# Is every Schwartz function the product of two Schwartz functions?

A Schwartz function on $$\mathbb R^d$$ is a $$C^\infty$$ function, such that all differentials of order $$k \ge 0$$ decay faster than any polynomial. They include the class $$C^\infty_c(\mathbb R^d)$$ of compactly supported, smooth functions.

I would like two know, if for every Schwartz function $$f$$, there are Schwartz functions $$g,h$$ such that $$f(x)=g(x)h(x)$$ for all $$x \in \mathbb R^d$$. If $$f \in C^\infty_c$$, we can choose $$g=f$$ and $$h$$ as a cutoff function, such that $$f(x) \neq 0 \implies h(x)=1$$ to get such a (trivial) representation. For a general Schwartz function, I was unable to find a construction or a counter example.

• I think a similar idea works (but haven't worked out the details): define $g$ piecewise as $g=x^n f$, where you increase $n$ as $x\to\infty$, and of course you need to glue together these pieces smoothly. Feb 16, 2022 at 18:59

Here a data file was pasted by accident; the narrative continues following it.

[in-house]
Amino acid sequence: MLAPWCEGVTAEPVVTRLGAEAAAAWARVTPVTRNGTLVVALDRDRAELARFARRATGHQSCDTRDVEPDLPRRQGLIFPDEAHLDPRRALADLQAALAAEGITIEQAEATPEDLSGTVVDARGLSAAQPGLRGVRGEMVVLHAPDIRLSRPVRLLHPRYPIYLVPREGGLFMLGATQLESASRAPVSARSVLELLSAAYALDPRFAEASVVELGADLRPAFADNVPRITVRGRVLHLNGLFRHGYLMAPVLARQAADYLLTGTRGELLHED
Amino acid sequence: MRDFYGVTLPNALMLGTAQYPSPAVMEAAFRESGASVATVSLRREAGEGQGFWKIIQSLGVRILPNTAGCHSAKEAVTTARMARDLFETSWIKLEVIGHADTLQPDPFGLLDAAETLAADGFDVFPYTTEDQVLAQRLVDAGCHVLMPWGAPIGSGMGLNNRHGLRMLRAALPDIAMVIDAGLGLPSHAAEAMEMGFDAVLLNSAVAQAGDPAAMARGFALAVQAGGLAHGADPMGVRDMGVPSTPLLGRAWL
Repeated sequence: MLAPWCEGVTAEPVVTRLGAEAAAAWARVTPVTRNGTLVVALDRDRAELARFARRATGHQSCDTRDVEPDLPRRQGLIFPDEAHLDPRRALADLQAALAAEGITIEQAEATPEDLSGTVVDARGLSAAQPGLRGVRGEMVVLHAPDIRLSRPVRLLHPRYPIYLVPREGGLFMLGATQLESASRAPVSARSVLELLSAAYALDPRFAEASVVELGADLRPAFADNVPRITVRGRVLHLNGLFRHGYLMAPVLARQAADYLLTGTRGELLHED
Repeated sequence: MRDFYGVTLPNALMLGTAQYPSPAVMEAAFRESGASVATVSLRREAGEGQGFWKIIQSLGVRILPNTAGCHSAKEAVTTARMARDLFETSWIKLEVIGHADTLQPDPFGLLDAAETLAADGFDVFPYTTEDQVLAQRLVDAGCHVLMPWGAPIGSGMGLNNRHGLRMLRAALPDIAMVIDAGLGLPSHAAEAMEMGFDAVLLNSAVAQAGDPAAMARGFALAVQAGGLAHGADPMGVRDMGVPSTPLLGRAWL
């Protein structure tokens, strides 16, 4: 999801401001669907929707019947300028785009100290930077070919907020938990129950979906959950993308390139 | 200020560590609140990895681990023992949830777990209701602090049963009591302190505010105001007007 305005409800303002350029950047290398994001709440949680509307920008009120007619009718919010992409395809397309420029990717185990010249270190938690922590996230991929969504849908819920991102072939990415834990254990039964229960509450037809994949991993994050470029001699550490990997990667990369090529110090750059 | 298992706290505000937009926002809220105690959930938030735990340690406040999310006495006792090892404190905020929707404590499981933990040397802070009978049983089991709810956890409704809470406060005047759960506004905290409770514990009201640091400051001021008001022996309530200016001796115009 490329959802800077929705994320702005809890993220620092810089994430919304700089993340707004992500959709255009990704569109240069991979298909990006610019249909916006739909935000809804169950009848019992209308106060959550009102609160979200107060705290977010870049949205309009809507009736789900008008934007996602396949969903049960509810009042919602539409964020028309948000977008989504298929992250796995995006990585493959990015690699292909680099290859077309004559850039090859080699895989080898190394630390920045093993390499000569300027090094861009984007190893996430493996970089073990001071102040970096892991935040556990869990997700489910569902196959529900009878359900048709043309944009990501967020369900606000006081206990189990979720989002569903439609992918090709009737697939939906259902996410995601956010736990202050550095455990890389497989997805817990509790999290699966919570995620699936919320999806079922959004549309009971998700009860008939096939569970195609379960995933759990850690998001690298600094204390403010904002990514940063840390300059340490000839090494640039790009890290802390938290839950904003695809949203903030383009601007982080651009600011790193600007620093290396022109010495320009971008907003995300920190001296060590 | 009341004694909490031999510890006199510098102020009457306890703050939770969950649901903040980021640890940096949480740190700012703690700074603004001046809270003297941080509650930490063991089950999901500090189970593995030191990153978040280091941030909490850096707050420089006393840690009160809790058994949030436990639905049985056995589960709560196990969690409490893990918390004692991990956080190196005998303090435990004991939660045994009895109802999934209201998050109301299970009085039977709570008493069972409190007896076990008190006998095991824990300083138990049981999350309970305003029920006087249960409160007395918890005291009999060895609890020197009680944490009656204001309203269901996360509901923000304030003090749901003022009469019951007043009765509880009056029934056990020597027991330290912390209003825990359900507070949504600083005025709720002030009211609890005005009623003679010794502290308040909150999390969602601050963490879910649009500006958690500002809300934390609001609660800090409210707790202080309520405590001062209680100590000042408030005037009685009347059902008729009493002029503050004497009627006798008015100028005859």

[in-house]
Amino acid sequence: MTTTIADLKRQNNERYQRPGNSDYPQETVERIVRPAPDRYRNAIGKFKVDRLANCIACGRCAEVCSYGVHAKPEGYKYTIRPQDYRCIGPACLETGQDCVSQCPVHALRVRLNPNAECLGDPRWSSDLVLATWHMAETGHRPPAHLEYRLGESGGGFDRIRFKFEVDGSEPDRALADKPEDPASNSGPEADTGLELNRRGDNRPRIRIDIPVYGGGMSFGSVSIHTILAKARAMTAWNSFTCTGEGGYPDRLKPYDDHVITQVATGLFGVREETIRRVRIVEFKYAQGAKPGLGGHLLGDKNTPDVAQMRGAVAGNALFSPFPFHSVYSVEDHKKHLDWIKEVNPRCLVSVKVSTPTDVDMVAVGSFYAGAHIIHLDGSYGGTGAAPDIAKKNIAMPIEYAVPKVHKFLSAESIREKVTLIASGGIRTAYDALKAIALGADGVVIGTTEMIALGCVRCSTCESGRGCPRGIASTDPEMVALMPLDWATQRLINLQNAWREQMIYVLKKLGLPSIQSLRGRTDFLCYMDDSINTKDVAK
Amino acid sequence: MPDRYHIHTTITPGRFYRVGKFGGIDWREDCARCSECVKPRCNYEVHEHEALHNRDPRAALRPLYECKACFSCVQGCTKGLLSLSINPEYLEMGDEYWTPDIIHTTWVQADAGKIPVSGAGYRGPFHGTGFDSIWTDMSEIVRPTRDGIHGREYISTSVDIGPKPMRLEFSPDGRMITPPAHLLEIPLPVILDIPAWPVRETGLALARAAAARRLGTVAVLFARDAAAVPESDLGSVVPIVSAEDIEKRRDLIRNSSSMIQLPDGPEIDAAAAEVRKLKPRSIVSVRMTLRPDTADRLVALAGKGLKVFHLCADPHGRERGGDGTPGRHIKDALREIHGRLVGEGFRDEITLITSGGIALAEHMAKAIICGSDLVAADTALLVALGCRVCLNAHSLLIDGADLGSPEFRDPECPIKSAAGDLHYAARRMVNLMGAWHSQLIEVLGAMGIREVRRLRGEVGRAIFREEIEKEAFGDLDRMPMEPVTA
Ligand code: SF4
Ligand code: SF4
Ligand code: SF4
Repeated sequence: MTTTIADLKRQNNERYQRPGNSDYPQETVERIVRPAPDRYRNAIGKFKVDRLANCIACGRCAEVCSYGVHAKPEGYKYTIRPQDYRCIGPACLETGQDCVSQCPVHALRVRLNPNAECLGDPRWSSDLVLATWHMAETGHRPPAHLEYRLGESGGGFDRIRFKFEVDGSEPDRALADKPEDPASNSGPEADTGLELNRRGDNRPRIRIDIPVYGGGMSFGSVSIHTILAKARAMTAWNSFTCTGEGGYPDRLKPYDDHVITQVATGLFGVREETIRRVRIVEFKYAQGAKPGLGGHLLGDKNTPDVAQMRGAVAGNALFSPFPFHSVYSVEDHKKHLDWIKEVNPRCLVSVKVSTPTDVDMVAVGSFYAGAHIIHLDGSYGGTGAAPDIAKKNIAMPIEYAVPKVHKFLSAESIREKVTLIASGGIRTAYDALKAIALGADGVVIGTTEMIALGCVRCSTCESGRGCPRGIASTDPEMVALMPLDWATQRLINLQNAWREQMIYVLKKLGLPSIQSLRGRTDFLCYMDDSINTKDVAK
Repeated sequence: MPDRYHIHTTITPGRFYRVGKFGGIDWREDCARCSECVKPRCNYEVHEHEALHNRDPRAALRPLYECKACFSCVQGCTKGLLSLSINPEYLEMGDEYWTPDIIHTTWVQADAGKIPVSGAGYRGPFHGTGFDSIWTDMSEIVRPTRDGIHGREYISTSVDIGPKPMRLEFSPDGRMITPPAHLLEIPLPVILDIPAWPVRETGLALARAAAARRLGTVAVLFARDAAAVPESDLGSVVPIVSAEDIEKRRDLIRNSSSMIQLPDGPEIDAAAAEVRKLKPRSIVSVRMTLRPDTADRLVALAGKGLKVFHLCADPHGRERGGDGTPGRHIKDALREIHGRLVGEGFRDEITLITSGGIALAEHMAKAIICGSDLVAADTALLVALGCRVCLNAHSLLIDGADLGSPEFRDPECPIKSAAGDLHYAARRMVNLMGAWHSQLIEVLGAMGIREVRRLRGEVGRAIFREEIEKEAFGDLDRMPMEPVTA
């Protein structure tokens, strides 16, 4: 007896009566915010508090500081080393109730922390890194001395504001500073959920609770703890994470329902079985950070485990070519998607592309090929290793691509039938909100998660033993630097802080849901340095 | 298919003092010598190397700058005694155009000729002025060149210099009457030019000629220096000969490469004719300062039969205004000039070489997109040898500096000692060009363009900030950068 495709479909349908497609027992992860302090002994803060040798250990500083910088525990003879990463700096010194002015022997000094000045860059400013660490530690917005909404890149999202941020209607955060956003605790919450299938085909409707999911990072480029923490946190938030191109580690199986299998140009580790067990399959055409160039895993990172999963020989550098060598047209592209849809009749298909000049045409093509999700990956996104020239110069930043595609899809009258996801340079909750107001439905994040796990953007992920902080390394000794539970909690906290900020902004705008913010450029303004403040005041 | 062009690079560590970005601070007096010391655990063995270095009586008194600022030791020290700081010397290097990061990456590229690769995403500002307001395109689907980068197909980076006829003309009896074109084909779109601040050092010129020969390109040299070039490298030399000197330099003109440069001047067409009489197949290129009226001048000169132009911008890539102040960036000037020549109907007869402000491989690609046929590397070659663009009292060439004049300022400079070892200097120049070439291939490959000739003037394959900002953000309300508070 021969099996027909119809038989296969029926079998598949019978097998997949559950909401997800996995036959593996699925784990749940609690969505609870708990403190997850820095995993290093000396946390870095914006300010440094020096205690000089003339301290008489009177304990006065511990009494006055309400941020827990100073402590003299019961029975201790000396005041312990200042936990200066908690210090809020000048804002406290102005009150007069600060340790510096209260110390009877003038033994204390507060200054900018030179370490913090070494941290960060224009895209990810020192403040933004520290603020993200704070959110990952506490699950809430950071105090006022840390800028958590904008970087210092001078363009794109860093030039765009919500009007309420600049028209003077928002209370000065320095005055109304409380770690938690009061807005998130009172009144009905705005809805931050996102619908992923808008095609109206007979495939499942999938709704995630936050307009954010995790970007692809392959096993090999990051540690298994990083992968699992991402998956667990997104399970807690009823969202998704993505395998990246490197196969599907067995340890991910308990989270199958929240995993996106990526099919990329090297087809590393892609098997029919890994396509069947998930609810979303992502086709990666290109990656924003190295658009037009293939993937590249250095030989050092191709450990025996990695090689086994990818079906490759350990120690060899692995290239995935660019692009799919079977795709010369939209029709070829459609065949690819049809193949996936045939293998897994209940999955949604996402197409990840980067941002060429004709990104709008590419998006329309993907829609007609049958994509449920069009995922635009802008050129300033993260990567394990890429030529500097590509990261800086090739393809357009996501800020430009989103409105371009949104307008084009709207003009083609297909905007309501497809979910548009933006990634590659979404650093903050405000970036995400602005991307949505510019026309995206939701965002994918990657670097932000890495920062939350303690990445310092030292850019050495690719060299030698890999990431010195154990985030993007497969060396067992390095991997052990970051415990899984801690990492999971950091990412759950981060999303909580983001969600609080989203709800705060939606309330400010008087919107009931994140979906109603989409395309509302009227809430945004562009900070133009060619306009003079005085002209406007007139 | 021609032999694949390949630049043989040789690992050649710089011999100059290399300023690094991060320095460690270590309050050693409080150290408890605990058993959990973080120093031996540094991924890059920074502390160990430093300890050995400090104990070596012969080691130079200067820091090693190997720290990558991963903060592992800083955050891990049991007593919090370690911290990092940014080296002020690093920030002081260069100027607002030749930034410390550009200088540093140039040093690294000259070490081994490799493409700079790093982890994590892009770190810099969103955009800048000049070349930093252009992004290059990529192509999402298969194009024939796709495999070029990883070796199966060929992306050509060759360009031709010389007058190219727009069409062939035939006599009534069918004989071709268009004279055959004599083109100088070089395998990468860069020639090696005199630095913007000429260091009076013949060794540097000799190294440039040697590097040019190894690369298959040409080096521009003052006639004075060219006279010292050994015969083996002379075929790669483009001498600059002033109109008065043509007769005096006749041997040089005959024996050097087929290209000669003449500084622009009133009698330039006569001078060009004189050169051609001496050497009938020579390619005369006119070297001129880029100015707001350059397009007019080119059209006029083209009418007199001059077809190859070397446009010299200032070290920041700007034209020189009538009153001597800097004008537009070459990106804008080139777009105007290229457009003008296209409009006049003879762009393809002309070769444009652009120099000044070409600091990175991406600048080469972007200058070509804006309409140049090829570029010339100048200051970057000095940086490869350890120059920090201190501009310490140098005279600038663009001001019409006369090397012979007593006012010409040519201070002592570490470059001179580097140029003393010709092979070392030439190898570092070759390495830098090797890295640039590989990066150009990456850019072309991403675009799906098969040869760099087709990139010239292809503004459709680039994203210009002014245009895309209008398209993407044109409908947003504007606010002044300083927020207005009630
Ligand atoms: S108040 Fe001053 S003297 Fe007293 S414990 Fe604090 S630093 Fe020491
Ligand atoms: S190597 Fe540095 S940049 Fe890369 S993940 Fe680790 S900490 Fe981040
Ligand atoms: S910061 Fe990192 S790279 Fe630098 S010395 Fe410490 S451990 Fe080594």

Yes, such a decomposition exists. More general given a compact set $$B\subset\mathcal{S}(\mathbb{R}^{n})$$ there is a function $$\varphi\in\mathcal{S}(\mathbb{R}^{n})$$ and a compact set $$C\subset\mathcal{S}(\mathbb{R}^{n})$$ with $$B=\varphi C$$. This property is called the compact strong factorisation property by J. Voigt. Details can be found in the following paper: